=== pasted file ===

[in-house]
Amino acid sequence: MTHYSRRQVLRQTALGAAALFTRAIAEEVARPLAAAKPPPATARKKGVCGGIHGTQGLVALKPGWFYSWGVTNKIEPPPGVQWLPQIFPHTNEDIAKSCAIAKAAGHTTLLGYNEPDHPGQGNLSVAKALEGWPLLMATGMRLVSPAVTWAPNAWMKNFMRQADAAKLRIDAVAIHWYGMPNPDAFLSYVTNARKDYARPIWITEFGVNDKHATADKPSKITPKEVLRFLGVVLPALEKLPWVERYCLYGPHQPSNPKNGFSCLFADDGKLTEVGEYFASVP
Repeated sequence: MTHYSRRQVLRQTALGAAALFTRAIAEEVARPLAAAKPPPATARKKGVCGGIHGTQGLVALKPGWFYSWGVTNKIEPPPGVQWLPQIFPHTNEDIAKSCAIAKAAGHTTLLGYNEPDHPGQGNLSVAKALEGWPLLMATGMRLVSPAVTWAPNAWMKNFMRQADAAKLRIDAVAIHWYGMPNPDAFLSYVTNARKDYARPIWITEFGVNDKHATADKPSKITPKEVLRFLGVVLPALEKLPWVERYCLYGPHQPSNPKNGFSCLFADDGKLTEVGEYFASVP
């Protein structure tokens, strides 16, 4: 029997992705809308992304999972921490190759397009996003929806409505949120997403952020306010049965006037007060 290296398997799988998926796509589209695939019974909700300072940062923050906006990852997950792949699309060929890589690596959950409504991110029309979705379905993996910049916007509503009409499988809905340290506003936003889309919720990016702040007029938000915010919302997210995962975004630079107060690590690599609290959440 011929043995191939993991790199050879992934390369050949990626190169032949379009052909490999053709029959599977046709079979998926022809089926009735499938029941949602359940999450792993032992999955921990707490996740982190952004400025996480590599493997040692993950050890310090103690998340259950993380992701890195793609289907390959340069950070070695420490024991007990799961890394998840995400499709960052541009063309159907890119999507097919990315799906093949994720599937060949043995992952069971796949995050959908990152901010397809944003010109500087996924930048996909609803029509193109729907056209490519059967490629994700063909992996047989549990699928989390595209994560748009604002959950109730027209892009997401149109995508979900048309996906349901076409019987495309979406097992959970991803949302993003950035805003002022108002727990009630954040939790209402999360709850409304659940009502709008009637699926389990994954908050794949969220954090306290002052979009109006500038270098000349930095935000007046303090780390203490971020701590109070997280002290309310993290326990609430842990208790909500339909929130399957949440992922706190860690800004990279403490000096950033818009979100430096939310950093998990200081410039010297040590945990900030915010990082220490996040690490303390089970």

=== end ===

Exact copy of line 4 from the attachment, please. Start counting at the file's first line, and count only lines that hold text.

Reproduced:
């Protein structure tokens, strides 16, 4: 029997992705809308992304999972921490190759397009996003929806409505949120997403952020306010049965006037007060 290296398997799988998926796509589209695939019974909700300072940062923050906006990852997950792949699309060929890589690596959950409504991110029309979705379905993996910049916007509503009409499988809905340290506003936003889309919720990016702040007029938000915010919302997210995962975004630079107060690590690599609290959440 011929043995191939993991790199050879992934390369050949990626190169032949379009052909490999053709029959599977046709079979998926022809089926009735499938029941949602359940999450792993032992999955921990707490996740982190952004400025996480590599493997040692993950050890310090103690998340259950993380992701890195793609289907390959340069950070070695420490024991007990799961890394998840995400499709960052541009063309159907890119999507097919990315799906093949994720599937060949043995992952069971796949995050959908990152901010397809944003010109500087996924930048996909609803029509193109729907056209490519059967490629994700063909992996047989549990699928989390595209994560748009604002959950109730027209892009997401149109995508979900048309996906349901076409019987495309979406097992959970991803949302993003950035805003002022108002727990009630954040939790209402999360709850409304659940009502709008009637699926389990994954908050794949969220954090306290002052979009109006500038270098000349930095935000007046303090780390203490971020701590109070997280002290309310993290326990609430842990208790909500339909929130399957949440992922706190860690800004990279403490000096950033818009979100430096939310950093998990200081410039010297040590945990900030915010990082220490996040690490303390089970």